From The Ice

Brett Pesce Leaves UNH for Carolina Hurricanes

Brett Pesce Leaves UNH for Carolina Hurricanes
Cat Silverman

As the NCAA seasons winds down, more and more young hockey prospects are forging their futures with NHL clubs via entry level contracts.

Some are undrafted free agents, but others — like Brett Pesce of the University of New Hampshire — are simply making the choice to forgo their final years of NCAA eligibility to sign with the clubs that drafted them in years past.

Pesce was taken in the third round of the 2013 NHL Draft by the Carolina Hurricanes, who announced on Friday morning that they had signed the blue liner to a three year, two-way entry level contract. Per the club, he will make $650,000 his first season (assuming he makes the Hurricanes roster), then will get bumped to $700,000 the next season and $800,000 the year after that. Should he stay in the AHL, his salary will be $70,000 annually, while he takes some a signing bonus of $277,500.

Although Pesce is still a bit on the slight side — he’ll probably need to add some bulk before he gets ice time with the Hurricanes — he’s a tall kid for his age at six foot three; he’s reporting to the Charlotte Checkers of the AHL, where he should remain for the rest of the season. The advantage he has, though, is that he started his college career a season earlier than he was expected to — so rather than reporting to Charlotte with only two NCAA seasons under his belt, he’s got three.

He’s projected to have a talent upside worthy of a primary power play quarterback, so if he can get bigger and adjust to the pace of the game at the NHL level the Hurricanes will have something good on their hands. Unlike other puck-moving defensemen (such as Keith Yandle of the New York Rangers), he’s got better defensive positioning and control in his own zone — so for Carolina, there’s a lack of unforced turnovers in their future. His only true downside would be that he’s easy to get pushed around, which is consistent with guys who are as slight as he is. He’s got a tall frame, but a lack of bulk makes him easy to move aside — and while shorter, stockier players have the advantage of a low center of gravity, he’s got little beyond his long reach and faster legs that give him the advantage over more solid players.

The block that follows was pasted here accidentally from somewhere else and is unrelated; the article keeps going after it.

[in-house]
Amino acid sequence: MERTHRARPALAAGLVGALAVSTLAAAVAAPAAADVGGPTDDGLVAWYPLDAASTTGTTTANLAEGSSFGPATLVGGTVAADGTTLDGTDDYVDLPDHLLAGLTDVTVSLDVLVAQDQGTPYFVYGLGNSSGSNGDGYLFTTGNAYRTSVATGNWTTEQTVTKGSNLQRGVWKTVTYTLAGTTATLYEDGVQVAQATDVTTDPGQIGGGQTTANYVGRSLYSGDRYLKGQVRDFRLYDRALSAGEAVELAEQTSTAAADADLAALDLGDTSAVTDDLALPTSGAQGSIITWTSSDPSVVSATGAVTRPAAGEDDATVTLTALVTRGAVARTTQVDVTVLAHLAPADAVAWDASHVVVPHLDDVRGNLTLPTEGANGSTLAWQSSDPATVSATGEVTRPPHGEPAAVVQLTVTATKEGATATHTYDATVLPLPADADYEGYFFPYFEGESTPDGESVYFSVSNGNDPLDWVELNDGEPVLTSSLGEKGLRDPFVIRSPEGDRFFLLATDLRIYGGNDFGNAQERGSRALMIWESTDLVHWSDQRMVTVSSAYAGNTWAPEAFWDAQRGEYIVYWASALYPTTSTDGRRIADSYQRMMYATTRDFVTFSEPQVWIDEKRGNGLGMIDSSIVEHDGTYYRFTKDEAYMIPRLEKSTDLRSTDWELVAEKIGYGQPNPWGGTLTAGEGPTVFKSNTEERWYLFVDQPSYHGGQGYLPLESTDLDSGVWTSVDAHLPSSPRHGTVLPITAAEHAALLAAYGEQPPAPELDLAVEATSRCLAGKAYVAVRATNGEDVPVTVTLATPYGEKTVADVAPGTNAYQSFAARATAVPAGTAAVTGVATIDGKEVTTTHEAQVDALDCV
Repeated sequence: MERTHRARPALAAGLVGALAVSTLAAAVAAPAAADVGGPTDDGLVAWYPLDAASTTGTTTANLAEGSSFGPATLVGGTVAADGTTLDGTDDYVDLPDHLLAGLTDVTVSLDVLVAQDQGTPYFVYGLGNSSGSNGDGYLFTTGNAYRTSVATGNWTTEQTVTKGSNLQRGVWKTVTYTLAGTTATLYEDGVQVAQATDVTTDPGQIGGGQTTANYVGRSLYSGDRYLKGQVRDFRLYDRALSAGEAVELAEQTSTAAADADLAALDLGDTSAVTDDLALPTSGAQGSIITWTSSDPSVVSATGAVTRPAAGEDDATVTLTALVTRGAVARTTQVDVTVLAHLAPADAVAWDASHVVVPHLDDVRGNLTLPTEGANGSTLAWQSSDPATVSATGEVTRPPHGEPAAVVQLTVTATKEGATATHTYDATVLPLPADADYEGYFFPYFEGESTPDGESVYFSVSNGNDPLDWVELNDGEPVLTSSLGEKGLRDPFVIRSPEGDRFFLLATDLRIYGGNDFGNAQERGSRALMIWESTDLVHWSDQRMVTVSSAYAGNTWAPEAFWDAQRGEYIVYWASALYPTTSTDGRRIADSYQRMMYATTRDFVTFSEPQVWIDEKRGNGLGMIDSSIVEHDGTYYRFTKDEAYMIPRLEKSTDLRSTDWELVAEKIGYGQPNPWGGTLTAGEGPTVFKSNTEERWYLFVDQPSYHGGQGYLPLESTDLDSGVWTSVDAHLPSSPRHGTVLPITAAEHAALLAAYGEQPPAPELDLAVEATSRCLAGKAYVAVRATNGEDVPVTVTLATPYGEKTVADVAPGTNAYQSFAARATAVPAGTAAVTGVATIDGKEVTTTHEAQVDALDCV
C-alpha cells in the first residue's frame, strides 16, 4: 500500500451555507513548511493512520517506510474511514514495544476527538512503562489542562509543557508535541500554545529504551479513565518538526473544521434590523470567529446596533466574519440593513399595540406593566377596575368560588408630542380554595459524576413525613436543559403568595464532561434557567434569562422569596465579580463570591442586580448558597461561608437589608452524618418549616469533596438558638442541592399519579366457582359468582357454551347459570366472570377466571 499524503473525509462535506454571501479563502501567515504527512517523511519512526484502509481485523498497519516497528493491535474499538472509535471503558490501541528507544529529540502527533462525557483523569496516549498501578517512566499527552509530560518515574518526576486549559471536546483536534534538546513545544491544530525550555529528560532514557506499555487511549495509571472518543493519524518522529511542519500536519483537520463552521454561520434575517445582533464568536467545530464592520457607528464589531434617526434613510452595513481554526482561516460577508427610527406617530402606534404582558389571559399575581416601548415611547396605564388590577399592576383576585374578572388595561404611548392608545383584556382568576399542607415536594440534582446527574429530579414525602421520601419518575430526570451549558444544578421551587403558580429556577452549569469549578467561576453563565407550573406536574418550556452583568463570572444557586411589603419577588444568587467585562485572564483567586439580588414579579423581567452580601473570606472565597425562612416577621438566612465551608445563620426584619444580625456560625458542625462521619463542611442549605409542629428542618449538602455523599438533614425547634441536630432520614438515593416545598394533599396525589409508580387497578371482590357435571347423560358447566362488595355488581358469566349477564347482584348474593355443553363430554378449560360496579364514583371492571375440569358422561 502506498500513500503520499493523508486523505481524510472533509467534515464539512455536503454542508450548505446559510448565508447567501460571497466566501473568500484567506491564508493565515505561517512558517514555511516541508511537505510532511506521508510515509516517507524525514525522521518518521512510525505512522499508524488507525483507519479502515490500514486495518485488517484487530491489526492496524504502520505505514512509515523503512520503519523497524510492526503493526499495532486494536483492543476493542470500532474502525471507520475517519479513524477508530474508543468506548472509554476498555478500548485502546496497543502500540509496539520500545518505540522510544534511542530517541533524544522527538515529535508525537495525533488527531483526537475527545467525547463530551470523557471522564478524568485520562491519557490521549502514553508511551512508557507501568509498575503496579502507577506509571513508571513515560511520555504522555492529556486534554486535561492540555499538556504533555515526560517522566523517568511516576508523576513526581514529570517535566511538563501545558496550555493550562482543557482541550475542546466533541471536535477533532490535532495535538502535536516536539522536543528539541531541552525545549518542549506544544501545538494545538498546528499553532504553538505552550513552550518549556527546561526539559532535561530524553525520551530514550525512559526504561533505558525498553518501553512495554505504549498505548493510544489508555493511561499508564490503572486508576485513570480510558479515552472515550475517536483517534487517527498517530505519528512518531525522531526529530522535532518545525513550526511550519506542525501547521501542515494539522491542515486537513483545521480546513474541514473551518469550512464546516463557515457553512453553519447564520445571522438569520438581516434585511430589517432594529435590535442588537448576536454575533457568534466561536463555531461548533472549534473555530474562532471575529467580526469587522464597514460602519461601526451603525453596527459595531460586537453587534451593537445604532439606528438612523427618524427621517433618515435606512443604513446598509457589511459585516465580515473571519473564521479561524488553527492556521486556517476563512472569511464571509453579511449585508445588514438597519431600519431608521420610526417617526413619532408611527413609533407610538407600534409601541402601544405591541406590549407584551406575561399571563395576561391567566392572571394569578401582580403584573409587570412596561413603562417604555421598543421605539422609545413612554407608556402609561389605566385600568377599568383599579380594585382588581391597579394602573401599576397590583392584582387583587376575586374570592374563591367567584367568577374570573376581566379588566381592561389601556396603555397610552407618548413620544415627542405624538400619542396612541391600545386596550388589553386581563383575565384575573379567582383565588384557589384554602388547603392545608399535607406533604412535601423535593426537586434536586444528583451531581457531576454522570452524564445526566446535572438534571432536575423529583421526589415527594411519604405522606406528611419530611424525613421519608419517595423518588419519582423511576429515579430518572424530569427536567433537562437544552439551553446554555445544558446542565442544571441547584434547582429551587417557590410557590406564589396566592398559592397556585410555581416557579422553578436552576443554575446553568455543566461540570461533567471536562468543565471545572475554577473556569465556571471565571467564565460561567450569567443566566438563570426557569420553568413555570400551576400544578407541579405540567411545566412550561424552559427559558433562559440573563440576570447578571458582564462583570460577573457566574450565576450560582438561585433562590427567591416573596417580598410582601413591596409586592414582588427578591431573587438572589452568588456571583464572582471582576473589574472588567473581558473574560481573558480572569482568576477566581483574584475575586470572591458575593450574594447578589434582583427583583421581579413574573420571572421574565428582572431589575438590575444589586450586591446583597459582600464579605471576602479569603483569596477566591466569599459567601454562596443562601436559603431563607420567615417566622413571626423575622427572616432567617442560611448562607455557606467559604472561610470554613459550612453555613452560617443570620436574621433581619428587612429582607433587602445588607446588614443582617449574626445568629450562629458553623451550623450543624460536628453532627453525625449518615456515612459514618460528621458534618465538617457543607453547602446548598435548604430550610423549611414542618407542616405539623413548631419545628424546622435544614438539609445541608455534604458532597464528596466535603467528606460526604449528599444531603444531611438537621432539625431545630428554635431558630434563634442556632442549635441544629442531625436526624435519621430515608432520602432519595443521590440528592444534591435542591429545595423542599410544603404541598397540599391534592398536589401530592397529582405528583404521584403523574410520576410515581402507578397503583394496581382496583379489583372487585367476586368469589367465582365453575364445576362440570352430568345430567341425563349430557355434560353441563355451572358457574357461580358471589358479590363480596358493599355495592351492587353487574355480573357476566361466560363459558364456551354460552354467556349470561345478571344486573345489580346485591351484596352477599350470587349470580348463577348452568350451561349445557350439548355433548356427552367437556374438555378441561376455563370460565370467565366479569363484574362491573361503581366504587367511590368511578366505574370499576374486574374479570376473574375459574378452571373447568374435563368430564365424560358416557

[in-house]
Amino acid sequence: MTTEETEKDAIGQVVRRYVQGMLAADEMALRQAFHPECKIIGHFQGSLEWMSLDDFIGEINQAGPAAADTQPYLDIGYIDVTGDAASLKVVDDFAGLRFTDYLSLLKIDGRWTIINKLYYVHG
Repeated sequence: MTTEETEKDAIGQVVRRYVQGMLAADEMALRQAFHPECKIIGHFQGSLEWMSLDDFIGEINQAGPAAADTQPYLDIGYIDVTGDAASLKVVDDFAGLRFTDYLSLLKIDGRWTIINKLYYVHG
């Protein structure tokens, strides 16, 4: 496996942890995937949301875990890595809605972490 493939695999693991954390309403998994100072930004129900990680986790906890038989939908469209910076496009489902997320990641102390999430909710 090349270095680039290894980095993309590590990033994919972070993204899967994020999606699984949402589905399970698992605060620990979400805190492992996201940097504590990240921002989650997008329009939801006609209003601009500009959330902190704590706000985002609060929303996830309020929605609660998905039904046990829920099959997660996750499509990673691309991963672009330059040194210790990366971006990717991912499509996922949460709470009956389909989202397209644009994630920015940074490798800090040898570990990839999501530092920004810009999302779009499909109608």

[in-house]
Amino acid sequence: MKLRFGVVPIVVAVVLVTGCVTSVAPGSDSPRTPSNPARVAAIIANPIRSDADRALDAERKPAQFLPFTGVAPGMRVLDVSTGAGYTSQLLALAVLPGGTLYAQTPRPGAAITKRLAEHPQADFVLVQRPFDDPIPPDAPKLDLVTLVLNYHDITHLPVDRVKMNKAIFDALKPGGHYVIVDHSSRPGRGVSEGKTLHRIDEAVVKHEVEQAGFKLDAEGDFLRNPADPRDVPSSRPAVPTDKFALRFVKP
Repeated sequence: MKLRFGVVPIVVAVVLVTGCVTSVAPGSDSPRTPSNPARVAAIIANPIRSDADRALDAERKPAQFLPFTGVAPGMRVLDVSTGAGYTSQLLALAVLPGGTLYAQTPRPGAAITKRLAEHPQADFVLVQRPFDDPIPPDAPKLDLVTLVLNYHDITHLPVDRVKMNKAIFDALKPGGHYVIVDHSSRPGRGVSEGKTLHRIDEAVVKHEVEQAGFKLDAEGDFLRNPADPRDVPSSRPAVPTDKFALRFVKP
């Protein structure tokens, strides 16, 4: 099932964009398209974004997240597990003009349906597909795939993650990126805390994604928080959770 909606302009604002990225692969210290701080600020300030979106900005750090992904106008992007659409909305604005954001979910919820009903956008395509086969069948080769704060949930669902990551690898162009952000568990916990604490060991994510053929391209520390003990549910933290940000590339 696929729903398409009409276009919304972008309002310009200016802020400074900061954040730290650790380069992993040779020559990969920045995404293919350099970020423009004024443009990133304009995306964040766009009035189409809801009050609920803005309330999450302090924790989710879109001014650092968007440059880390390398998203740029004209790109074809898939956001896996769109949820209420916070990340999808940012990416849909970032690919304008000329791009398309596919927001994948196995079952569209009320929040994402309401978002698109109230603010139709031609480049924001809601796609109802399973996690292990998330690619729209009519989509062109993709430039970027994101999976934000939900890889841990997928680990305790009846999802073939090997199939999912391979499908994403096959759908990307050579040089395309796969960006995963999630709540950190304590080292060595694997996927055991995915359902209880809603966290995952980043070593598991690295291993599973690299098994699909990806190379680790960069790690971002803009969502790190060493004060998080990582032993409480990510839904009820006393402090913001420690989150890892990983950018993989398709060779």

New Hampshire is coming off a mediocre season, but Shutdown Line’s Corey Sznajder put him on his Top 25 under 25 for his solid positioning and strong hockey sense. Written back in 2013, the profile highlighted Pesce’s ability to fit in a top four pairing role as a freshman on a college team just one game away from the Frozen Four — and as the team signed him straight out of his junior year campaign, it’s likely they see the same promise.

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From The Ice
Cat Silverman
@catacarryon

Catherine is the first American in a long line of Canadians, making her the black sheep before she even decided she wasn’t going to be a Leafs fan. Her cousins may never forgive her for the 2012 Stanley Cup playoffs, but they’re at least glad she’s a rink rat, too. She’s a pretty terrible goalie, but she’s got a good grasp on the game from her seat on the bench.

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